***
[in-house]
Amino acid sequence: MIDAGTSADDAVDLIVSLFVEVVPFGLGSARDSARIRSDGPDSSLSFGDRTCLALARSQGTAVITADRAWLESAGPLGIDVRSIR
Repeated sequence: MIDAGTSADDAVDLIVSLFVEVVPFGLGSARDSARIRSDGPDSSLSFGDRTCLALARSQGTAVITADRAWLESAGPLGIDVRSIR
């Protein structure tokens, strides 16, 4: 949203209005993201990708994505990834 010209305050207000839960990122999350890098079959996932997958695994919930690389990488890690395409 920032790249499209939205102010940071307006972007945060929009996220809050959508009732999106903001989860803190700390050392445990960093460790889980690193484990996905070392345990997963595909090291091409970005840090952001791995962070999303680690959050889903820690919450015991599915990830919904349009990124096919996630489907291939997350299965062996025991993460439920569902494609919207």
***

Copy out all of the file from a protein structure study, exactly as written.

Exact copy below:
[in-house]
Amino acid sequence: MIDAGTSADDAVDLIVSLFVEVVPFGLGSARDSARIRSDGPDSSLSFGDRTCLALARSQGTAVITADRAWLESAGPLGIDVRSIR
Repeated sequence: MIDAGTSADDAVDLIVSLFVEVVPFGLGSARDSARIRSDGPDSSLSFGDRTCLALARSQGTAVITADRAWLESAGPLGIDVRSIR
């Protein structure tokens, strides 16, 4: 949203209005993201990708994505990834 010209305050207000839960990122999350890098079959996932997958695994919930690389990488890690395409 920032790249499209939205102010940071307006972007945060929009996220809050959508009732999106903001989860803190700390050392445990960093460790889980690193484990996905070392345990997963595909090291091409970005840090952001791995962070999303680690959050889903820690919450015991599915990830919904349009990124096919996630489907291939997350299965062996025991993460439920569902494609919207």